The Ponderosa lemon can produce an intensely-flavoured, rather acidic fruit weighing up to five pounds each.
"The fruit is too big for the branches on a four-foot specimen -- the branches snap and you have to give them some support," Leroux said. "I recommend removing the fruit when it is green, especially on the Ponderosa.
According to Green Barn Nursery's website, Meyer lemons have a thin, smooth peel. They are thought to be a cross between a lemon and a sour orange and are much juicier than a typical lemon. The site recommends pruning the upright branches to maintain a dense plant.
"The Meyer lemon is the best of them all," Leroux said. "It produces the most fruit, and doesn't need a lot of light or water."
He added that the trees will adapt to your indoor environment. If, for example, a tree produces fruit in March, it will ripen by June because it receives the extra heat units that it needs.
"If it fruits later in the year, say fall, then the fruit will be persistent for much longer because the necessary heat units won't be available indoors. Try using a grow light to speed up the process."
Rawluk is also growing Bay Laurel trees and Chicago Hardy Figs which she purchased from Richter Herbs in Ontario.
In the Mediterranean, its natural habitat, the Bay Laurel can grow to a height of 40 feet. Kept in pot culture, it will reach a maximum height of eight to 10 feet.
"They were approximately eight inches tall when I ordered them and only six or seven dollars apiece," Rawluk said. The plants arrived in small containers with some peaty loam, and transferred them into larger, individual containers.
The Chicago Hardy Fig, about six inches tall, arrived fully in leaf and even had a tiny fruit. The plants thrived in the outdoors all summer long.
"My backyard faces west with some south exposure, so I was keeping them initially in the shade of my apple trees while acclimatizing them and then I moved them into full sun,"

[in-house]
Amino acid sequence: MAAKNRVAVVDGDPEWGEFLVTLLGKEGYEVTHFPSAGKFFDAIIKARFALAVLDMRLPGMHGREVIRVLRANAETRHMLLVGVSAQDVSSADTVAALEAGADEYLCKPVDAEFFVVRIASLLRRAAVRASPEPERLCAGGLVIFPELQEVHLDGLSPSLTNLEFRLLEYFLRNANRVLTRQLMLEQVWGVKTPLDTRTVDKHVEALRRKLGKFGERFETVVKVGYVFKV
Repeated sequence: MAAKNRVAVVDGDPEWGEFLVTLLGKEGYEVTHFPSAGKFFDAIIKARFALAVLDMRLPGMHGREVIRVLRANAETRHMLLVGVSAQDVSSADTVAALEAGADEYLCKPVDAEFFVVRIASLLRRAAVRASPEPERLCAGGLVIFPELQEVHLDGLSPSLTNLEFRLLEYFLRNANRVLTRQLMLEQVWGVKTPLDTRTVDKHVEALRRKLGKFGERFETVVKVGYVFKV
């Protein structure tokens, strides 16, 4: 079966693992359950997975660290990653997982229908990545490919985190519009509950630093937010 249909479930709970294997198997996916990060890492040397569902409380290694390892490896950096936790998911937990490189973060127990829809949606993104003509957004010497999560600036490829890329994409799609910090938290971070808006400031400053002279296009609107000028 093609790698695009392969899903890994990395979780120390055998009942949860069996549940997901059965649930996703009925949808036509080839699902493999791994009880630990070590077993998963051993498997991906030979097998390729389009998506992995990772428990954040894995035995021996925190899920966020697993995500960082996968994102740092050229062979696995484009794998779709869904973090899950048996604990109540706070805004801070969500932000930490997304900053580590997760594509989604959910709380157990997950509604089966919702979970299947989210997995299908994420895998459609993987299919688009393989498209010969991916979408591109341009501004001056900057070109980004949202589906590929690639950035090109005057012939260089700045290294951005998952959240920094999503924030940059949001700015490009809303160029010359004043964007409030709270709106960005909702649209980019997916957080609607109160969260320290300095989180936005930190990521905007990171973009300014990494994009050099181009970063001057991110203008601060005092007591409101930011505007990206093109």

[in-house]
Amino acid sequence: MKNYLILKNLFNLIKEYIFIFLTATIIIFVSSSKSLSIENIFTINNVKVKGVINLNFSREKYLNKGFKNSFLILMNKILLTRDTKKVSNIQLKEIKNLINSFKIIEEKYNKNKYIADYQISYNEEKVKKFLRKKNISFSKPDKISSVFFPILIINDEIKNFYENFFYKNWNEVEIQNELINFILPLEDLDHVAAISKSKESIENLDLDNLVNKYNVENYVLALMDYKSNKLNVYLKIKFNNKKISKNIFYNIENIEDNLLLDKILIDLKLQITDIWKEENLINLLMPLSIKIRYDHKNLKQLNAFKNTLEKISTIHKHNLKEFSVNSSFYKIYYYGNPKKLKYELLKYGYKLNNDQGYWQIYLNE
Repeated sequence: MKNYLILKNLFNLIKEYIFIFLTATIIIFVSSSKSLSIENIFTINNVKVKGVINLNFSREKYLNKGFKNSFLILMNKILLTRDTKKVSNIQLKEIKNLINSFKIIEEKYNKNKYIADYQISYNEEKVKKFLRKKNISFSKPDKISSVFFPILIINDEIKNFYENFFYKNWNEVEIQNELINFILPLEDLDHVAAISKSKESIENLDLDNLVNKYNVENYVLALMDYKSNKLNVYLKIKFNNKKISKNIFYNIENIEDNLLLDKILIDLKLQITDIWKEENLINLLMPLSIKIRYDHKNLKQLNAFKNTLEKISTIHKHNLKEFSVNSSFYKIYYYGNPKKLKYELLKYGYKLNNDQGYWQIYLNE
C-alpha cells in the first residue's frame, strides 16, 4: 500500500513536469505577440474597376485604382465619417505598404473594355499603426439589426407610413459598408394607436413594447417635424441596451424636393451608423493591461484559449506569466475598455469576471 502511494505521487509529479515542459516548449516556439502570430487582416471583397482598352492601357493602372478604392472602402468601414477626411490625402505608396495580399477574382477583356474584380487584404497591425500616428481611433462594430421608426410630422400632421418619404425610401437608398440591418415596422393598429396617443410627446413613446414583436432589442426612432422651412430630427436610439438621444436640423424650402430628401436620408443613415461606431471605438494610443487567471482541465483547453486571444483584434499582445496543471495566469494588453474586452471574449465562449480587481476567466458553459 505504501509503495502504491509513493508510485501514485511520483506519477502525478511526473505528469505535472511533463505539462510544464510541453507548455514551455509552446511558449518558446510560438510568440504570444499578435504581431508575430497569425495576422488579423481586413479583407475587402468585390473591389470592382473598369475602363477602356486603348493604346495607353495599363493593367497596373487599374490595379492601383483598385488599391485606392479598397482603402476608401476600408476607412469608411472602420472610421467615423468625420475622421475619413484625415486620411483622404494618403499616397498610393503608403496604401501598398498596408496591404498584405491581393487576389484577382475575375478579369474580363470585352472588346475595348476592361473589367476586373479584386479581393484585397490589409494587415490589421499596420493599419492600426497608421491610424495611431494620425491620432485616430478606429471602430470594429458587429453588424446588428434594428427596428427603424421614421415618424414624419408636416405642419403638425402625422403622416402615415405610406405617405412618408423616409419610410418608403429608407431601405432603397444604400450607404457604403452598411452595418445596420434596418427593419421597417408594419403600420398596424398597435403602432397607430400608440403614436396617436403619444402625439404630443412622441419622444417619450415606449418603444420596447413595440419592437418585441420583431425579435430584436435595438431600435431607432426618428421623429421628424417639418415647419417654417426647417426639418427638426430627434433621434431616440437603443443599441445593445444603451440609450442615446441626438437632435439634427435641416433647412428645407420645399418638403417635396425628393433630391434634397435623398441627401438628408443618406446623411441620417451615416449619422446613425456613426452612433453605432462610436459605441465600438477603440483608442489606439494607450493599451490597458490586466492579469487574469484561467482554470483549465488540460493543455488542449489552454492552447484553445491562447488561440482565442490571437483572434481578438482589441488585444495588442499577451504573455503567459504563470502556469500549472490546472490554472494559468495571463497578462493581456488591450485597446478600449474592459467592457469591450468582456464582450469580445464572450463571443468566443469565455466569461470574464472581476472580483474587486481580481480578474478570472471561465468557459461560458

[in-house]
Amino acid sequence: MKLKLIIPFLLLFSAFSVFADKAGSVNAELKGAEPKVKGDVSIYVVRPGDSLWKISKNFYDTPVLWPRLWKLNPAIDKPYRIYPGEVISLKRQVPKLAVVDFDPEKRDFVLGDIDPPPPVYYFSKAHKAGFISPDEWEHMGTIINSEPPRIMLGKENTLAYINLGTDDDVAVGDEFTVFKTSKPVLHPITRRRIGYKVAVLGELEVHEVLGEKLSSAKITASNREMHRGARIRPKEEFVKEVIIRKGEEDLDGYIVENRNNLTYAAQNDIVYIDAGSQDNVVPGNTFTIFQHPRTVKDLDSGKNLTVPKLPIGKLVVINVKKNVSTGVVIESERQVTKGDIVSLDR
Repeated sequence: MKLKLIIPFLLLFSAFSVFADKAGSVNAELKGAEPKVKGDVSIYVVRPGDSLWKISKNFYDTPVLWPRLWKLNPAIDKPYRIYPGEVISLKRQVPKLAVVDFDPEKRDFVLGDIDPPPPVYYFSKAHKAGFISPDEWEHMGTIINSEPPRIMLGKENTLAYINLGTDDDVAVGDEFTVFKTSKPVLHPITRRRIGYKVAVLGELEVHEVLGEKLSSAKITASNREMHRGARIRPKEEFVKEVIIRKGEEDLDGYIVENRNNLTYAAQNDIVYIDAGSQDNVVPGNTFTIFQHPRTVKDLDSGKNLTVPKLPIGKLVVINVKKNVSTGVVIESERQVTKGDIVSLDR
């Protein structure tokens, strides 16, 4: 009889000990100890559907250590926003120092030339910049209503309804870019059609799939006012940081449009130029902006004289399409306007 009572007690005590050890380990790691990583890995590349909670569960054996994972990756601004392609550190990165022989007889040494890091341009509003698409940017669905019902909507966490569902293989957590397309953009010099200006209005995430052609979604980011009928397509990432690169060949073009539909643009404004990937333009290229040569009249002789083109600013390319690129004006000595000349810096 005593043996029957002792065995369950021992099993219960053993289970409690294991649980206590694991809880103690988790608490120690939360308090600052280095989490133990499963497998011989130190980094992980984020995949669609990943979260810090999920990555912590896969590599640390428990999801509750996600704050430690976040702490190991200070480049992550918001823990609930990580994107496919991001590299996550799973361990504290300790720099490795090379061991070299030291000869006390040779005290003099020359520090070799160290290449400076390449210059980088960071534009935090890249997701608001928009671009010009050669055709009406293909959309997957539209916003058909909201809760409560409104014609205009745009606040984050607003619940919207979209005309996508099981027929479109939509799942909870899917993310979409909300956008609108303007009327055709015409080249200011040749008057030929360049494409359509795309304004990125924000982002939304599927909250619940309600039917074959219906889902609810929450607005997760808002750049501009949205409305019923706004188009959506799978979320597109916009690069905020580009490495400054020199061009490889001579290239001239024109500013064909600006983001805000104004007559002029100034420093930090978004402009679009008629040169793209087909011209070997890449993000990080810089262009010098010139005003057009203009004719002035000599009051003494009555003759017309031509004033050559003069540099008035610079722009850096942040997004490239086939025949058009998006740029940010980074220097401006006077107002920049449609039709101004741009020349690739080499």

The Bay Laurels are now indoors in the same sunny spot alongside the citrus plants. Rawluk plans to water sparingly and looks forward to when they are large enough to shape into puffy ball standards, which will take about six years. In the meantime, their miniature shape is delightful and the shiny, mossy-green evergreen leaves enhance the indoors.
The Chicago Hardy Fig requires more specialized care. Some advise keeping it in a sunny indoor location and watering sparingly. Others recommend the plant be allowed to drop its leaves, go dormant, and then be stored in a windowless, cold room with temperatures no higher than the low teens.
"I'm going to try putting mine in a closed cardboard box, which I will place in the window-well indoors until spring, because that's about as close as I'm going to get to the kind of cool temperatures that are recommended," Rawluk said.
As the Chicago Hardy Fig grows bigger, it can be cut down for easy storing. This won't interfere with fruit production as it does not need to produce only on old wood. As it matures, it will produce several pounds of delicious fruit each year.
The fig is an ancient plant, dating back at least 5,000 years. Many local garden centres are carrying ornamental figs which can make for attractive, containerized patio plants in summer. Their large deeply lobed leaves are reminiscent of oak leaves and the fruit are brown-purple with strawberry-coloured flesh. Rawluk's goal is to enjoy them year-round.
Citrus trees should be brought indoors before fall temperatures dip below 10C. Acclimatize them slowly to the lower indoor light levels by easing them inside gradually. Some leaves may drop or turn yellow, but the plants will soon adjust.
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The St. James Horticultural Society will hold its Christmas Program and Annual General Meeting on Tuesday, November 20th, 7:30 p.m. at Linwood Public School. Everyone is welcome to attend. Light refreshments. Please use the Winchester Street entrance.